Saudi Arabia’s economy recorded a 1.8% annual growth in Q2

Saudi Arabia's economy recorded a 1.8% annual growth in Q2

According to official GDP estimates, Saudi Arabia’s economy registered a 1.8% annual growth in the second quarter of the year. However, the non-oil sector of the world’s biggest oil exporter lost steam.

The figures came out on September 13 by the General Authority for Statistics. They revised estimates of a 1.5% overall growth in Q2. Remarkably, they changed non-oil growth to 8.4% from 10.1%.

The Saudi economy rose 0.6% in the second quarter, compared to the first quarter of the year, with the oil sector feeding the growth.

Saudi Arabia’s private-sector recovery from the impact of the COVID-19 faltering in the second quarter. Meanwhile surging oil production helped increase the overall size of the economy.

Furthermore, the private sector accounted for 48% of economic output, compared to 52% in the previous three-month period.

As we know, Saudi Arabia was hit hard in 2020 by the COVID-19 pandemic. Moreover, the country had record-low oil prices. However, Saudi Arabia’s economy has recovered in 2021 amid easing COVID-related restrictions, a vaccine roll-out, as well as higher crude prices.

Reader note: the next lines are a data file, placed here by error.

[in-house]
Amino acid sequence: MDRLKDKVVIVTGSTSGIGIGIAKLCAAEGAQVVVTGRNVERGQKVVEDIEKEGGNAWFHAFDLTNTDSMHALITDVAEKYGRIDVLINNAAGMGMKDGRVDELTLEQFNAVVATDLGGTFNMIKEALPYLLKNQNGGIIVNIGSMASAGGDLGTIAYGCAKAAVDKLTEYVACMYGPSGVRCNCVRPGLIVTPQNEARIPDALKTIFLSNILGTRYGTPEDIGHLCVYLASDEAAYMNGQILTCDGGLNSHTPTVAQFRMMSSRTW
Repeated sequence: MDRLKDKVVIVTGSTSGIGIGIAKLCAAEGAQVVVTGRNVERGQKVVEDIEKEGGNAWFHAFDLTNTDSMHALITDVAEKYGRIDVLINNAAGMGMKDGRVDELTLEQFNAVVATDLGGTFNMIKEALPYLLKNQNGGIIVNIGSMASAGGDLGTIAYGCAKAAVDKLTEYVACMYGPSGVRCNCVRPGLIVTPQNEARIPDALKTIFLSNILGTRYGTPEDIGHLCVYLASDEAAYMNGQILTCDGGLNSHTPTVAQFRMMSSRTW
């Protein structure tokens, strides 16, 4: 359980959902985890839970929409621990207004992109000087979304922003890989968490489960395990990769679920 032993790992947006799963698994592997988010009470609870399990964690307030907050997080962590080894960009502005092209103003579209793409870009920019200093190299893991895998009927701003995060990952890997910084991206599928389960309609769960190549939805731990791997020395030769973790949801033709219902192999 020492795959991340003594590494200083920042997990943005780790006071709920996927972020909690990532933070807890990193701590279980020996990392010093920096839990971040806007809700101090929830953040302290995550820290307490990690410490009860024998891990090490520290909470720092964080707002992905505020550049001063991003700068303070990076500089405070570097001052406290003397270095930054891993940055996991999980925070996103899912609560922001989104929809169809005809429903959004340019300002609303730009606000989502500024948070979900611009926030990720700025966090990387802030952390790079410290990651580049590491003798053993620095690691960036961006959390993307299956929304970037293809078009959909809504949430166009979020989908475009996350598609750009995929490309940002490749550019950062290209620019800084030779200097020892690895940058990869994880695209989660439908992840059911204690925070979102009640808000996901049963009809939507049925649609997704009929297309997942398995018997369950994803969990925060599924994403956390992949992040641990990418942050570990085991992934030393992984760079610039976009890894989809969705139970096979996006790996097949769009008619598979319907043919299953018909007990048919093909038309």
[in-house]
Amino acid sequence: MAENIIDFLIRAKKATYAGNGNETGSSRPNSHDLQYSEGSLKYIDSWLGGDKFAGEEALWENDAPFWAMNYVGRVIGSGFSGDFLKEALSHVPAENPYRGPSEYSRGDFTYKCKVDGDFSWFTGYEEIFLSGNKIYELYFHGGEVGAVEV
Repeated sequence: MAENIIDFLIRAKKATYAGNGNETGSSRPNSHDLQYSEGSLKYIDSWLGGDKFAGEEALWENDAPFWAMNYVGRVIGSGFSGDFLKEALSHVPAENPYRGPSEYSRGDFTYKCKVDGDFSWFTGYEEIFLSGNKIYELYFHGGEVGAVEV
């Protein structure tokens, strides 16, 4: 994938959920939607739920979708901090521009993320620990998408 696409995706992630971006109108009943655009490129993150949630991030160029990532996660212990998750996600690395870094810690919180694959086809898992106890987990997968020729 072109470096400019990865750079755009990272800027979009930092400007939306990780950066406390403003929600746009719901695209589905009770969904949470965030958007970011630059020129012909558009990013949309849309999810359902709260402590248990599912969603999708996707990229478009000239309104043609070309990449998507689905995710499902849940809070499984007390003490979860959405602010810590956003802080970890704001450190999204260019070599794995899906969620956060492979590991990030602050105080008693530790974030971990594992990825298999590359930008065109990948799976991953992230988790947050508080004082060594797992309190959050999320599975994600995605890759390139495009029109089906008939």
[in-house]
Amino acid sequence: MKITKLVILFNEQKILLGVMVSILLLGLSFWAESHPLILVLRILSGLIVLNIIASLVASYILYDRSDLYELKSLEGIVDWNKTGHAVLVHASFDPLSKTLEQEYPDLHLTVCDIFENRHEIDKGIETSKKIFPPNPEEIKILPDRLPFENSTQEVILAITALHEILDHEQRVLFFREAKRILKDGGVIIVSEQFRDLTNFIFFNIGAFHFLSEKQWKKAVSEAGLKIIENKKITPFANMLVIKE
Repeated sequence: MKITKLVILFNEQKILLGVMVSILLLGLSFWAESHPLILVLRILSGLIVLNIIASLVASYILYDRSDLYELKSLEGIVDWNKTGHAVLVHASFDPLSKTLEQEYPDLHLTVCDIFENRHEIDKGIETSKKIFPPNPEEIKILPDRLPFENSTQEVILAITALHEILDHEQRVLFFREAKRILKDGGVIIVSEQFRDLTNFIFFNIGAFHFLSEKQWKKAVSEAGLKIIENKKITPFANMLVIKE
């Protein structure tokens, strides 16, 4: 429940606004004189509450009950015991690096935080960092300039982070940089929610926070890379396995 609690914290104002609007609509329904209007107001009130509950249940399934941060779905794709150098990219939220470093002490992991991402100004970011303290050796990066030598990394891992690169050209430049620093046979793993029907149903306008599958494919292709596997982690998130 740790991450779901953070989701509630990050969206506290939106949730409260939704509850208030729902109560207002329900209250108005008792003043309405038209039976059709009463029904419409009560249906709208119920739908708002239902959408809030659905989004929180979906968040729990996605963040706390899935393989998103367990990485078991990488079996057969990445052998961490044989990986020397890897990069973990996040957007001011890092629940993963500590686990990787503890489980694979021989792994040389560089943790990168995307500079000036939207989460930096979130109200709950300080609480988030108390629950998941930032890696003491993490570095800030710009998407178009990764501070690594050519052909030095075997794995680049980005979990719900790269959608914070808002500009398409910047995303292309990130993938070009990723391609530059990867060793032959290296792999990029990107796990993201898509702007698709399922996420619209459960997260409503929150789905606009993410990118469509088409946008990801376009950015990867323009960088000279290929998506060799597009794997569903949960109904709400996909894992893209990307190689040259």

The GDP segment involving wholesale and retail trade, restaurants and hotels, increased 16.9% in the second quarter compared to the same quarter last year. However, it witnessed slight when compared to the first quarter of 2021

According to economists, the pent-up demand that supported the recovery was anticipated to lose some steam.

Monica Malik says that the GDP data reflects the economy is in its recovery path

A chief economist at Abu Dhabi Commercial Bank, Monica Malik, announced that preliminary GDP data for the second quarter of 2021 published in August points to some moderation in the pace of sequential non-oil GDP growth. Manik adds that his normalization is likely. The rise to activity from the initial reopening of the economy, trapped spending, and pent-up demand wanes.

Furthermore, she reported that the domestic investment program should be the main driver of economic growth in the future. Notably, it is led by the Public Investment Fund, Saudi Arabia’s leading sovereign investor. Monica Malik added that the GDP data reflects the economy is in its recovery path.

According to Capital Economics, the recovery in the non-oil sector has lost momentum in recent months, as opposed to the oil sector, which strengthened due to boosted output.

It announced that as OPEC+ agreed to raise oil output further, it will mechanically support stronger GDP growth and more than offset the easing of activity in the non-oil sector.

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